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From "John Sarman" <johnsar...@gmail.com>
Subject Re: Jini, JavaSpaces, JEE, some questions, and some other development issues and ideas.
Date Wed, 03 Sep 2008 21:11:06 GMT
Wade Chandler wrote:

> *) Jini provides, while not something designed for long term
>> persistence, JavaSpaces, and JEE provides EJB persistence which can
>> be used as short or long term storage.
>>
>
> You might want to reconsider storage via JavaSpace again in terms of
> loosely coupled communication.   While JavaSpaces aren't meant for long-term
> storage, you can easily enough create a worker that pulls "StorageEntries"
> from space and writes them to some persistent data store.
>
> You can even have multiple worker processes each dedicated to absorbing
> different entries and storing them to (perhaps) different locations. Each
> worker could evaluate whether to store or discard the data on its own
> criteria without worrying about changing the code that is generating the
> entries for storage.   Workers could even do post-processing of the data
> before storage, potentially freeing up some computational resources on the
> system that requests the storage.
>
> I wouldn't suggest that this is a system that you'd want to use every time;
> just wanted to point out a potential methodology.
>
> James

In Fact I do not see what would prevent a scenerio such as

@Entity
public class Person extends AbstractEntry {

@Id()
 public Long id;

@Column()
public String firstName;

@Column
 public String lastName;

public String getFirstName(){
  return firstName;
 }

 //..getter here
//lastname setter
//lastname getter
}

where the class is both an Entry for the JavaSpace and properly annotated
for the Persistance API

more food for thought on that supposing you would want to use the JavaSpace
for short term storage and have a service that can
pull entries and write them to a database without having to add extra code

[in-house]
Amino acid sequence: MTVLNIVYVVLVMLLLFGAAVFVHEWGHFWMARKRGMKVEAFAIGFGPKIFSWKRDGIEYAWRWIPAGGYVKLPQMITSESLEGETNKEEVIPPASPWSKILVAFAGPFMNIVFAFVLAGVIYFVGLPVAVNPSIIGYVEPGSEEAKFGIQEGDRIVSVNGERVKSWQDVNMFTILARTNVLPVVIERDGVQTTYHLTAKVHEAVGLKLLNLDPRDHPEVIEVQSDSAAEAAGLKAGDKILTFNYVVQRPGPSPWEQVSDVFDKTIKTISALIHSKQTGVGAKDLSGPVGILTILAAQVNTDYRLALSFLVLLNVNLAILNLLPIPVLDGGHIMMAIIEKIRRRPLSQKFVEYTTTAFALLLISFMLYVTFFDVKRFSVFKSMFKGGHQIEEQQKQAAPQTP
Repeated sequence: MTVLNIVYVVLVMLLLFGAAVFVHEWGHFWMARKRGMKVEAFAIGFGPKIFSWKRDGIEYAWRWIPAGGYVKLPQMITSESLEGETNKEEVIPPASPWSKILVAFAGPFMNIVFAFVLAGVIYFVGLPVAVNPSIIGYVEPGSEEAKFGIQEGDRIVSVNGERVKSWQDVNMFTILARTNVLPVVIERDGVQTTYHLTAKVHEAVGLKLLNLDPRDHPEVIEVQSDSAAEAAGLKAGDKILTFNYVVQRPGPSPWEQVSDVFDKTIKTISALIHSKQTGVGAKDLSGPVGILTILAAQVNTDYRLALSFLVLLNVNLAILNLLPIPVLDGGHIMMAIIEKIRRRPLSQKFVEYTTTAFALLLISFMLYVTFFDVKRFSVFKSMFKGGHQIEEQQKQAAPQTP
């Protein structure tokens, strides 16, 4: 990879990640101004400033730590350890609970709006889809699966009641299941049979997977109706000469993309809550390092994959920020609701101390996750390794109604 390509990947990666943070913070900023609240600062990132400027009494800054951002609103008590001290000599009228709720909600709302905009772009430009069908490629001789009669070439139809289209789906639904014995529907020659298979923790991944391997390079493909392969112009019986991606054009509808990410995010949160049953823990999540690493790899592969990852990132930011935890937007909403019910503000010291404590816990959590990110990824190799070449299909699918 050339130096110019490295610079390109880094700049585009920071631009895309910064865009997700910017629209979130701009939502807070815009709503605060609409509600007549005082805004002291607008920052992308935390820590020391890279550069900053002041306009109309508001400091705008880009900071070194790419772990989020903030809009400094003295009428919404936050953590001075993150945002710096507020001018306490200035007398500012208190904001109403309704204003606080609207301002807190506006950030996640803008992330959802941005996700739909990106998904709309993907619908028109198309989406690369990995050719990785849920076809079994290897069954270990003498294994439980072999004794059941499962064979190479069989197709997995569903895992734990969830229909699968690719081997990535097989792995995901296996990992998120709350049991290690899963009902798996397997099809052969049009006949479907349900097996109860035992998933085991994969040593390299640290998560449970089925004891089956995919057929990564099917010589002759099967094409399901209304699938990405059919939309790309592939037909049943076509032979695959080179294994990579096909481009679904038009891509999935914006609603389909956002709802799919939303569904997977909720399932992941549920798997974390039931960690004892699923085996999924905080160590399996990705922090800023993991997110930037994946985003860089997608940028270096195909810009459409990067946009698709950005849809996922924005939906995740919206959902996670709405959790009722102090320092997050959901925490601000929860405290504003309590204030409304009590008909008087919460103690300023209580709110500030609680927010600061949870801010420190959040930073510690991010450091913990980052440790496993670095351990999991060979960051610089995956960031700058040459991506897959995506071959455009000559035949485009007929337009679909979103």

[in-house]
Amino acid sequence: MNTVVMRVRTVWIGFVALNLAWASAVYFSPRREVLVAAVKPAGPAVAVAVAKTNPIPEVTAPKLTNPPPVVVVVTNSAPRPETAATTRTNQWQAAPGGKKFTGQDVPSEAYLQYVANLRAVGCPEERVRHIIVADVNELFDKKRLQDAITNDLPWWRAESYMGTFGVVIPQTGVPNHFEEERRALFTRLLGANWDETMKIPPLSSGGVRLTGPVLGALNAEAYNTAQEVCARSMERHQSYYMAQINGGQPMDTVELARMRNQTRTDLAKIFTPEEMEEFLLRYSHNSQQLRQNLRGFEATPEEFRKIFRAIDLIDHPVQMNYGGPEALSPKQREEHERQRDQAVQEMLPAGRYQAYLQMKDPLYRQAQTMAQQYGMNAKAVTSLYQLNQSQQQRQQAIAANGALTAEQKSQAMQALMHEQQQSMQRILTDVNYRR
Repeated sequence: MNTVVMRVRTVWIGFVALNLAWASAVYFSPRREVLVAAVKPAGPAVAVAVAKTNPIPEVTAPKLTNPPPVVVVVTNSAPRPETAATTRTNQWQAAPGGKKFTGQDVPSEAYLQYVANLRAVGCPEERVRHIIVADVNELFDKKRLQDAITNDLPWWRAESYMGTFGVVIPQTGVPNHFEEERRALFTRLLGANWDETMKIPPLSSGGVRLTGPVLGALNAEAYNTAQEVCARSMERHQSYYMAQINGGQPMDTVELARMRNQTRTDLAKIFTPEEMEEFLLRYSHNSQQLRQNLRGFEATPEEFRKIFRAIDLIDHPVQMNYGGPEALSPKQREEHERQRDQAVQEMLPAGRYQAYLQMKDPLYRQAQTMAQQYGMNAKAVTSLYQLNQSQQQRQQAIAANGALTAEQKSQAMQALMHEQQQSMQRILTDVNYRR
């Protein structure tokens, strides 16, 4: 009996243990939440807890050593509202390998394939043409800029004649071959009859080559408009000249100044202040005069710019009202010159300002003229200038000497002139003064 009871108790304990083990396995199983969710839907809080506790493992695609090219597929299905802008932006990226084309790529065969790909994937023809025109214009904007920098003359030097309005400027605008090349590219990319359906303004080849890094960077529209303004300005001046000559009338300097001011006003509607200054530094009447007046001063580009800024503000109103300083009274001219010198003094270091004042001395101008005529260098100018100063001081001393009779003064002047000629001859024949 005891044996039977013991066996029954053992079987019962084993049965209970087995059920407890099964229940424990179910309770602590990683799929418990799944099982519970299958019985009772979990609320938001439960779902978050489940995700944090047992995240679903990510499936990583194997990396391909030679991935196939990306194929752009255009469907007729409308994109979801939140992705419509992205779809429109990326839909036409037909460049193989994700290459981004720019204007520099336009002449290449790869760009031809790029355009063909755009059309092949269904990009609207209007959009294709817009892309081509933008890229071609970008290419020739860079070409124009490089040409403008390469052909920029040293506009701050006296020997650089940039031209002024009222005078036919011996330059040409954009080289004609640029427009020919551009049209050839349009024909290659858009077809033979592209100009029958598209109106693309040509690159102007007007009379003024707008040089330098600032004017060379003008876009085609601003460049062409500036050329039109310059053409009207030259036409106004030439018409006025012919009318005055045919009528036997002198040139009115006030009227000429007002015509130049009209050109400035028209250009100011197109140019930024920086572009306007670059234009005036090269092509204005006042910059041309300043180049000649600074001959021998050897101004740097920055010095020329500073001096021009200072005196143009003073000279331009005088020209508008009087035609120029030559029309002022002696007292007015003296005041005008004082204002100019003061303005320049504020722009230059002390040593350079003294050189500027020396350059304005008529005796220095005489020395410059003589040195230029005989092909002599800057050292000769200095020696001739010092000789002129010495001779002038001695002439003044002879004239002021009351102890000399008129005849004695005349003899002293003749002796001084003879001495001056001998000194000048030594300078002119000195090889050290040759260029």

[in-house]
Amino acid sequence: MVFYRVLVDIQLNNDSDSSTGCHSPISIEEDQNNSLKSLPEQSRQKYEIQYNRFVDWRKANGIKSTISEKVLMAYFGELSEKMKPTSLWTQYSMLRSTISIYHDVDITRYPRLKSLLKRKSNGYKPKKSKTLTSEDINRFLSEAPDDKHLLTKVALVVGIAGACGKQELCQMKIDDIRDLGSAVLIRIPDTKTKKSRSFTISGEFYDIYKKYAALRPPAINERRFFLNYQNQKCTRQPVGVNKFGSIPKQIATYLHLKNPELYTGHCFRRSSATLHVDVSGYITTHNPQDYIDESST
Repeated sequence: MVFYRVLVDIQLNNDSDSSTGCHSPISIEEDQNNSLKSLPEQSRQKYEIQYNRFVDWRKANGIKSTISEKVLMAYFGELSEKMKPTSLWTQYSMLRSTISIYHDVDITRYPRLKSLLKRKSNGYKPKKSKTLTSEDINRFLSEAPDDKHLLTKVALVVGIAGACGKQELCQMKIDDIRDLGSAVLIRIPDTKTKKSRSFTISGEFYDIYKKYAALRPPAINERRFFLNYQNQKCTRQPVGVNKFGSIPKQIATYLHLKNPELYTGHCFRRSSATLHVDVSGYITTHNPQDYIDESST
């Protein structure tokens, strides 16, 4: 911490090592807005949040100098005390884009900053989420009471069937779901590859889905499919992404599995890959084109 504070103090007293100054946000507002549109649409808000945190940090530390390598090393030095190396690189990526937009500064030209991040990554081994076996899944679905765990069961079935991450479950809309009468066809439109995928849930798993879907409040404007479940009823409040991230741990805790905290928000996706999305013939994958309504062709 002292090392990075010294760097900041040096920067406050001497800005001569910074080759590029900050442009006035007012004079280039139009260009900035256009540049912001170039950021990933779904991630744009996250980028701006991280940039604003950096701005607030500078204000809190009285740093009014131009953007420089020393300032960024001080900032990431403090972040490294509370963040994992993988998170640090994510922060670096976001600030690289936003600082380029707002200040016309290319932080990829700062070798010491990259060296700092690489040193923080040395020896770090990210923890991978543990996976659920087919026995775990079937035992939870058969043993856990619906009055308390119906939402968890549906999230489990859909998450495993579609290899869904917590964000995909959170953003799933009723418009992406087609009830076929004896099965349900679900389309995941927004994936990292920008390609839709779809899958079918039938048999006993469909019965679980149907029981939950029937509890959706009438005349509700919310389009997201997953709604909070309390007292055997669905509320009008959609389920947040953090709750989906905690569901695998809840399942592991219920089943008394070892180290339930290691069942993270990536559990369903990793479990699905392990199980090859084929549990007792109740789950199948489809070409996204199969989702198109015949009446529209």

to map from an entry to a database.

>I have read some on proxies in the specifications, but haven't really dug
there. Are Jini proxies a single end point or at least a distributed >end
point which collectively manages all the calls so they may be limited or
threaded to
> support high throughput just as EE servers do? I don't guess it really
matters, proxy interfaces, I assume, can do what ever they need to >do in
the back ground including communicating with some kind of a central
management application.

I would describe a smart proxy as a technique to allow the service to run
either fully on the the client, fully on the server or a mixture of both.
Suppose in JEE you have a JNLP client that uses a Remote EJB. If you wanted
to run some of the code locally, well you would write that code in the
client of the JNLP and call the Remote service for any server side stuff.
This requires maintenance on both the client code and the server code.  With
a smart proxy, you can use the clients JVM for some of the processing and
the server JVM for some of the processing, but all the code is maintained on
the server side.  The client gets the proxy from the lookup
service(discoverable). So if the admins need to update the algorithm, all a
client has to do is rediscover the service(assuming the service interface is
not altered) and voila the client is updated without having to recompile.
That too me is one of the powers of Jini.  Also these smart proxies can be a
property in an Entry, which means the possibilities for JavaSpaces usages
goes way beyond a simple mechanism for data storage.

-
John Sarman

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